A good comparison for this would be your GPA in high school. You want to get good grades early in your school career so that you don’t have to make up for it and clean up your mess later in your career to get the GPA that you desire. Basically, the earlier you get things right the better it is going to be for you in the long run.

Gain Staging Techniques

There are many different techniques that producers and engineers have developed over the years to help ensure that they have great gain staging in their mix. Here are some techniques that you can as you are first learning how to gain stage properly you get you off to a quick start.

Use the Clip/Gain Function on Your DAW

One of the best steps towards great gain staging is not mixing your source too hot in the early stages of the process. One great way to test and see if the signal will clip and be too noisy is to run the channel at zero and see if the signal stays in the green or just barely touches the yellow.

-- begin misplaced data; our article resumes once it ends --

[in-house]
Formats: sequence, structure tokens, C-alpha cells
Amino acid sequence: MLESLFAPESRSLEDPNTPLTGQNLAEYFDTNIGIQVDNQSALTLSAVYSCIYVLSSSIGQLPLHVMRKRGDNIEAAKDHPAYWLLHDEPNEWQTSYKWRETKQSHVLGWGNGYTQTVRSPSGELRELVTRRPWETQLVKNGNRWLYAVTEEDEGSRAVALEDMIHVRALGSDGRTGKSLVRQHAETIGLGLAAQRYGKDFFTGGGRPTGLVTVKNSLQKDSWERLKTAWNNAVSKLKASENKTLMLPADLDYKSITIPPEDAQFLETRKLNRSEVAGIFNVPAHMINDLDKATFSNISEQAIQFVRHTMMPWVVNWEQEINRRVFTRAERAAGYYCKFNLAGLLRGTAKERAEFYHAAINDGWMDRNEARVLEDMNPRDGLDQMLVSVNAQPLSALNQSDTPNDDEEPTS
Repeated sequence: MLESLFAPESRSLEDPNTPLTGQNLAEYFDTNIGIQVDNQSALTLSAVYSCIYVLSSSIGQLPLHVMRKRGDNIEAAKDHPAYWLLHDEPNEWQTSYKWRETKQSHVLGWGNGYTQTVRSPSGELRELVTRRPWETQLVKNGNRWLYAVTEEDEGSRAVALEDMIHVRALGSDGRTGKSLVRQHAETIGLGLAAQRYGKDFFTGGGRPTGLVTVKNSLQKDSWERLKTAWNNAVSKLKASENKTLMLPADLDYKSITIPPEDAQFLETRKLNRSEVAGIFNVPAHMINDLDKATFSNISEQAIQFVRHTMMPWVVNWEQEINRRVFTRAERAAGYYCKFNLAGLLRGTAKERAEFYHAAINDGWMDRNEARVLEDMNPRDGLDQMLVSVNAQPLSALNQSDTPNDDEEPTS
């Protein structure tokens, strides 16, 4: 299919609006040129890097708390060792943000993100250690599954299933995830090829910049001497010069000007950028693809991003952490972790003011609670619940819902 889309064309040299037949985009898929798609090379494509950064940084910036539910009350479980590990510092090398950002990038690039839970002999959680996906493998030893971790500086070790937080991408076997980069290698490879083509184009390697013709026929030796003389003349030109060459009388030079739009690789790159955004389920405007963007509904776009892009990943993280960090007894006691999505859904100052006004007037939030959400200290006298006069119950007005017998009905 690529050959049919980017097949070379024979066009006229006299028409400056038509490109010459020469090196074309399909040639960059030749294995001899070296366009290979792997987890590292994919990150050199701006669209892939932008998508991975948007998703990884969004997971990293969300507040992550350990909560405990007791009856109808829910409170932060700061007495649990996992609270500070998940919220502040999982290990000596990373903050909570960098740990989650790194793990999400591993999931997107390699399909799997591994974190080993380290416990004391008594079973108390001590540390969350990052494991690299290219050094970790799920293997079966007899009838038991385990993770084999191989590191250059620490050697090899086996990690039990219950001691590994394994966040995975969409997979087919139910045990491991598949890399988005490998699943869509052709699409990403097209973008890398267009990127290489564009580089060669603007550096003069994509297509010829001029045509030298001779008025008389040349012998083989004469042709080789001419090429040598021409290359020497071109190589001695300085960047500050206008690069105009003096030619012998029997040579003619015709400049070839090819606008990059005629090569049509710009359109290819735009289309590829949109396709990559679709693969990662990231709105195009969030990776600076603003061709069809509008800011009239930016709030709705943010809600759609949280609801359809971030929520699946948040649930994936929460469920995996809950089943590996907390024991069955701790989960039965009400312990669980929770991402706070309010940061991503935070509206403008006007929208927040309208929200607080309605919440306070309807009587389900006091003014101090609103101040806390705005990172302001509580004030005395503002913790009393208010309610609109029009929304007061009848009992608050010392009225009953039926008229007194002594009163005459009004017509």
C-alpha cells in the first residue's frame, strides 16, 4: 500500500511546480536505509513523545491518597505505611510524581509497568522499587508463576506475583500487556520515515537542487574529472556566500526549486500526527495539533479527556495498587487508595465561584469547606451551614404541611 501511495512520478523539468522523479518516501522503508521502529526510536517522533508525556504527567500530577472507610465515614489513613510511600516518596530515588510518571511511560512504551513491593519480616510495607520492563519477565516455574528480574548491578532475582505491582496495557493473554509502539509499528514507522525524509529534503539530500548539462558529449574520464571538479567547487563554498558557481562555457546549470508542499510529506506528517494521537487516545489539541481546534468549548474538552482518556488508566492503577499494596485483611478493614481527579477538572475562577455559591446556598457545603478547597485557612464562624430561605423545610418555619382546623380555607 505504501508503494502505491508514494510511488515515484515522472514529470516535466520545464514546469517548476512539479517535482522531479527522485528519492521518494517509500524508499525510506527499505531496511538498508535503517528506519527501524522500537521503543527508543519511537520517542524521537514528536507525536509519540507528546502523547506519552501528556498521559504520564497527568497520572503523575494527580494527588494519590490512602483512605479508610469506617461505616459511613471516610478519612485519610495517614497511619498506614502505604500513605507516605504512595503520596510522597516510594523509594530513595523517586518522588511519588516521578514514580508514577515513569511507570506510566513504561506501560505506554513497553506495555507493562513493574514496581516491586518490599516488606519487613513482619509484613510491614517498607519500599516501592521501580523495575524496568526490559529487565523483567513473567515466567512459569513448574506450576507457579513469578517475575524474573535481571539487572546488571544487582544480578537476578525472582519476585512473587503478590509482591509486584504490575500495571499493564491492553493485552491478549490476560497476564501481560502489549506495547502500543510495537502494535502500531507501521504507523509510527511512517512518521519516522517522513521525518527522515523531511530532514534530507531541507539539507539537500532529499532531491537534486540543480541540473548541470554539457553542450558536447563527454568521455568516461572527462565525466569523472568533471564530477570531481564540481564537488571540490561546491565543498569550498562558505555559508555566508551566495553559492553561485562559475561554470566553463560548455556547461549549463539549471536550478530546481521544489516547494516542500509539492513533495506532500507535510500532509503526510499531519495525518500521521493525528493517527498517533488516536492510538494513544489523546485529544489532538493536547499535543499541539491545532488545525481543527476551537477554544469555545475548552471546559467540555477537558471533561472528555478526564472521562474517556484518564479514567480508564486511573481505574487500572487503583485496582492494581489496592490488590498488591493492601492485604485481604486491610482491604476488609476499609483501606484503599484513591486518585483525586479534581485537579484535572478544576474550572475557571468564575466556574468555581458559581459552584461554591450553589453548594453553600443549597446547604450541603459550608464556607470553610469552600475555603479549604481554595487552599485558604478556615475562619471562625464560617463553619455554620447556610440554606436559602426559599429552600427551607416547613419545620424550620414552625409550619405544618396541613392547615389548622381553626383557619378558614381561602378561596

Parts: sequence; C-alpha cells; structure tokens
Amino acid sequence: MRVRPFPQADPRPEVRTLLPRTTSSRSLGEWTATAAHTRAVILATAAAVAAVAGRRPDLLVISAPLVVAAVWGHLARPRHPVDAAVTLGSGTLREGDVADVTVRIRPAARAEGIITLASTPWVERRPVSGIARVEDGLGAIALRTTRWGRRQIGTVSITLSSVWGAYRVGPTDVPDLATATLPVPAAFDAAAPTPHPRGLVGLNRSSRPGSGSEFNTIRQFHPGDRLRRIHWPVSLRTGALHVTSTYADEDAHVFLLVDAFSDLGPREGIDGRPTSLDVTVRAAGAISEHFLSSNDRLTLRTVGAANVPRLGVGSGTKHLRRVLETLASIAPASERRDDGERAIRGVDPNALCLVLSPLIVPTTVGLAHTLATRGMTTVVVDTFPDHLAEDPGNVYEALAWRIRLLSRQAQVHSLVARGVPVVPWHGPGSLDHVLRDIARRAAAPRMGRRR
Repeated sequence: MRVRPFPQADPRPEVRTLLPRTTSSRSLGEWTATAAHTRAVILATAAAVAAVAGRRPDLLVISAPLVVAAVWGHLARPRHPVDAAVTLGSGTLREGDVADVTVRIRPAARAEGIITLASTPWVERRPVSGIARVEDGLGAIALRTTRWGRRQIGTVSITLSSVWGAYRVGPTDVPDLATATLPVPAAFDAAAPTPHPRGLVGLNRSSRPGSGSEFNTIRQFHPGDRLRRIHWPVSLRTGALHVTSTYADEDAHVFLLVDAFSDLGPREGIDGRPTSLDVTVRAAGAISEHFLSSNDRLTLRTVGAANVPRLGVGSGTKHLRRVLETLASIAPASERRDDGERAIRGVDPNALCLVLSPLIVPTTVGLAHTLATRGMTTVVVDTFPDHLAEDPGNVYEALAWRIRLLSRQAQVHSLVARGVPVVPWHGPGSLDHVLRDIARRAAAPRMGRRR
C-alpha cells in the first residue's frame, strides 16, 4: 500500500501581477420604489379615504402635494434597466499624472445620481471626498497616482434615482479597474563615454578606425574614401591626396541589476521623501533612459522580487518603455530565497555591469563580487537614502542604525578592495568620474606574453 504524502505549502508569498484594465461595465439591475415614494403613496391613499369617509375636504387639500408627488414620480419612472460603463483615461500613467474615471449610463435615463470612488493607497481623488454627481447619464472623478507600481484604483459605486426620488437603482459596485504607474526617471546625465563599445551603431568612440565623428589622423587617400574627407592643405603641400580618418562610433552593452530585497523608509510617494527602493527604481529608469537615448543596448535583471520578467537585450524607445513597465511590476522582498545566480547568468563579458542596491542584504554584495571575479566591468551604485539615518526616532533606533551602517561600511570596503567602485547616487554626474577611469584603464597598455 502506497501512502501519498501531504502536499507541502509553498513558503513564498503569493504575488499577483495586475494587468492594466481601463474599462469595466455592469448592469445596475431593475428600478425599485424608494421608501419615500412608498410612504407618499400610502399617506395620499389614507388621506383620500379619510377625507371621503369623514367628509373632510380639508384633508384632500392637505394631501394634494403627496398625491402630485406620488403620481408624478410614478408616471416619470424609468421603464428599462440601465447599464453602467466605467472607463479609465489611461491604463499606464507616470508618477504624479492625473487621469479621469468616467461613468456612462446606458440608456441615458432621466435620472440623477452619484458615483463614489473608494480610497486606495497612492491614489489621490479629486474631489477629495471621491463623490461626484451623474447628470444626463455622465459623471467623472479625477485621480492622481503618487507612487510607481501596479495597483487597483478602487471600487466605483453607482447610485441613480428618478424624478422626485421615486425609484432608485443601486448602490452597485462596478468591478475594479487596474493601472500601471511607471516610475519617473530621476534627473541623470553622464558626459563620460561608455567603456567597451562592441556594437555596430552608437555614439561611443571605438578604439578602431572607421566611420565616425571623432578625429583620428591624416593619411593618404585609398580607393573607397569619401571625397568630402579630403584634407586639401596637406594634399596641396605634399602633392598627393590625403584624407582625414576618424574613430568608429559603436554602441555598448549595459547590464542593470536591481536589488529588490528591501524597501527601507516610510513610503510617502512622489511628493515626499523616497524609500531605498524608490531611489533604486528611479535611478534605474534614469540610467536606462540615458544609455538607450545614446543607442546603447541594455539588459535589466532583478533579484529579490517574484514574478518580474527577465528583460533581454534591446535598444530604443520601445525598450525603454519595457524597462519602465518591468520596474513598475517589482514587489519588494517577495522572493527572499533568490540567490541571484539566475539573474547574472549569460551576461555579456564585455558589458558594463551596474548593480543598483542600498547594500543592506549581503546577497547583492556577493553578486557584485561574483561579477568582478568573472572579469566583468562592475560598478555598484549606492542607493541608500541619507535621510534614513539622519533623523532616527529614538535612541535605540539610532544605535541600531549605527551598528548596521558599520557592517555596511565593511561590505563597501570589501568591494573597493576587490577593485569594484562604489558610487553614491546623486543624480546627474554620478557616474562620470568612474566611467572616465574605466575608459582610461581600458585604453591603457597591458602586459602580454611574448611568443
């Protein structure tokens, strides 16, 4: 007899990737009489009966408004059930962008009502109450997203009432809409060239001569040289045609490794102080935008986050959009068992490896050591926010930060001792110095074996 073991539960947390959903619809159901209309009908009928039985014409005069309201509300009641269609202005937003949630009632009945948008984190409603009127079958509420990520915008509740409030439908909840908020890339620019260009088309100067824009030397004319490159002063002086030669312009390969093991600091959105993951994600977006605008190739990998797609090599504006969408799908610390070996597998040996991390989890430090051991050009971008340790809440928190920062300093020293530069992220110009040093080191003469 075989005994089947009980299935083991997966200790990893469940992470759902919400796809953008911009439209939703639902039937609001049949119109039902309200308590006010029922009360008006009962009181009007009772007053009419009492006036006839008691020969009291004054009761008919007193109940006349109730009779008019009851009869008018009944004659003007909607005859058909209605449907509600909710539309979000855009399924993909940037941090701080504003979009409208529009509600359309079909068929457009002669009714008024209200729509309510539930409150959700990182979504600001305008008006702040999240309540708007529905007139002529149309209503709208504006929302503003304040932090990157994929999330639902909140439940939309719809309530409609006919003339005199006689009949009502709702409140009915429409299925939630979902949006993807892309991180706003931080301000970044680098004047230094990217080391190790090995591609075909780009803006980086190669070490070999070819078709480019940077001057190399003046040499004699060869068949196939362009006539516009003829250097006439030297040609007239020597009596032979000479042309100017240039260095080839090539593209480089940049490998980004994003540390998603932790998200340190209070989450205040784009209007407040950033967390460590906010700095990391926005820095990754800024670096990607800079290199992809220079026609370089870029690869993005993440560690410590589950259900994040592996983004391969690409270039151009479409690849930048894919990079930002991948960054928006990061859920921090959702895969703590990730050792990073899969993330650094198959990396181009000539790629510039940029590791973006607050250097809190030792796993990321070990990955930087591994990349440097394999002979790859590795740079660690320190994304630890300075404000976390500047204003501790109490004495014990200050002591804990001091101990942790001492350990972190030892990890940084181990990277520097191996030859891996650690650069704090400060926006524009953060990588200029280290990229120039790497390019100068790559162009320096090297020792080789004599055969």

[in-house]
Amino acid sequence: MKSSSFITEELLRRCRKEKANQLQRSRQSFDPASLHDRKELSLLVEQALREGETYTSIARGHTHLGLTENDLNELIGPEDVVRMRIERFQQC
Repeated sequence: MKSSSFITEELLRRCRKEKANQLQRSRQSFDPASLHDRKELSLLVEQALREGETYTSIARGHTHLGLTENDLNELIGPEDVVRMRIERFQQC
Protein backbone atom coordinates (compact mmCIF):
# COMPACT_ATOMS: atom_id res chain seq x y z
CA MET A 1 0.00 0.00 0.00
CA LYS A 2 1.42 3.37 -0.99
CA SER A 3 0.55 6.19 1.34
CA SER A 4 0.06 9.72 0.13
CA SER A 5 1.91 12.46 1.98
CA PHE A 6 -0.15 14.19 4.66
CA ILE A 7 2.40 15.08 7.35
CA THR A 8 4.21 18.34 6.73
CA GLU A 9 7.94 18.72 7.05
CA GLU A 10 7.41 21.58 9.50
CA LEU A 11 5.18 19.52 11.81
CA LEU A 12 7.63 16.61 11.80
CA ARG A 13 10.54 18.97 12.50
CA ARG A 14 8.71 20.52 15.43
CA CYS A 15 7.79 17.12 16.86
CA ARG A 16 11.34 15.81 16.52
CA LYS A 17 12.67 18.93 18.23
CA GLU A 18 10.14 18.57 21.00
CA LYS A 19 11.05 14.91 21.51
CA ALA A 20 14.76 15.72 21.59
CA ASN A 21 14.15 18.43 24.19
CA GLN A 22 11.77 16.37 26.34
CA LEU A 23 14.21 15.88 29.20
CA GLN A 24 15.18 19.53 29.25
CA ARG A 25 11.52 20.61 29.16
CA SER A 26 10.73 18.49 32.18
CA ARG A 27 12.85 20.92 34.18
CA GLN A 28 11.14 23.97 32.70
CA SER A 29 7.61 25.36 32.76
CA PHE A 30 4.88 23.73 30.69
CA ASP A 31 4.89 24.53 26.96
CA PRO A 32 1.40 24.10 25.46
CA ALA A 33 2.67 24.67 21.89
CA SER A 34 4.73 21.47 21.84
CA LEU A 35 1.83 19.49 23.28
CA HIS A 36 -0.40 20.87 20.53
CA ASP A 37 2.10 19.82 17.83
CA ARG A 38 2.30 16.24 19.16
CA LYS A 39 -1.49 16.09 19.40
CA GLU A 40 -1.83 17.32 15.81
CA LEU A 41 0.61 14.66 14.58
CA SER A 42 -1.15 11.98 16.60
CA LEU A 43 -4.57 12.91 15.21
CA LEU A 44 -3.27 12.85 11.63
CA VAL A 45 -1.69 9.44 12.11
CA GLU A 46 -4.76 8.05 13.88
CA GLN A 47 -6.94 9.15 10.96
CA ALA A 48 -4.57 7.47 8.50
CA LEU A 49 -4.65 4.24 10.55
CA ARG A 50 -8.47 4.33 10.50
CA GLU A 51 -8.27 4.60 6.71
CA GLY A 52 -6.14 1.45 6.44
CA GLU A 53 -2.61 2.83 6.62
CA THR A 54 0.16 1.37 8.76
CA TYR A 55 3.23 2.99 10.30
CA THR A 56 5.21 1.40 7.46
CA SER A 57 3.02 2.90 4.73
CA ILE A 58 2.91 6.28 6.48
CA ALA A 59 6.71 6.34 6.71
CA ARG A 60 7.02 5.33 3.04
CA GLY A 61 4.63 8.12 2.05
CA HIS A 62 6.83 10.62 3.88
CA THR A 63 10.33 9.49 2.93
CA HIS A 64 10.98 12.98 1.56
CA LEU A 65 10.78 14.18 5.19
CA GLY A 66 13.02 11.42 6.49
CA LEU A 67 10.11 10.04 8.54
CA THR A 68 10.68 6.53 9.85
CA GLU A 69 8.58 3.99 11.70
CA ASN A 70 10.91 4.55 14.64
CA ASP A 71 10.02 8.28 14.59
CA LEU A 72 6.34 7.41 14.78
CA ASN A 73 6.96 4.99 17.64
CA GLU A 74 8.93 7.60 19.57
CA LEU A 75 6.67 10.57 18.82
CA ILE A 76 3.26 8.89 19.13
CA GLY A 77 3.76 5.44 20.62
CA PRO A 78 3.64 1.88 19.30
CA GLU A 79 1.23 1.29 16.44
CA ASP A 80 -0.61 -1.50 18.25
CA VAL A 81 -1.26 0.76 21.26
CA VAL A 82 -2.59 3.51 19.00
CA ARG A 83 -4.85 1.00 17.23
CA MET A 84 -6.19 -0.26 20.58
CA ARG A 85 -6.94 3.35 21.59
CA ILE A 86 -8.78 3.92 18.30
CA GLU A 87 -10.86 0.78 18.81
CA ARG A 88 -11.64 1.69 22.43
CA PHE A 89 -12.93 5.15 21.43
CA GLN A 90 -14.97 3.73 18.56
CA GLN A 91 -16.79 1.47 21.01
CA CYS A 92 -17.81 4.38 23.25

A channel’s signal is said to “clip” if the signal gets above 0db on that channel. If you do this, it will give you much more headroom as you go into the full on mixing process on that channel later in the mix. Most DAWs have a clip/gain function standard. If yours doesn’t, there are a ton of different clip/gain function plug ins available that will work with just about any DAW that is on the market.

The Master Channel

A great mix on the master channel is truly a sum of its parts. When you are mixing each individual signal chain you should be sure to keep an eye on your master channel and make sure that it is not coming close too peaking. It is okay to mix at a low volume in order to get the sound that you want.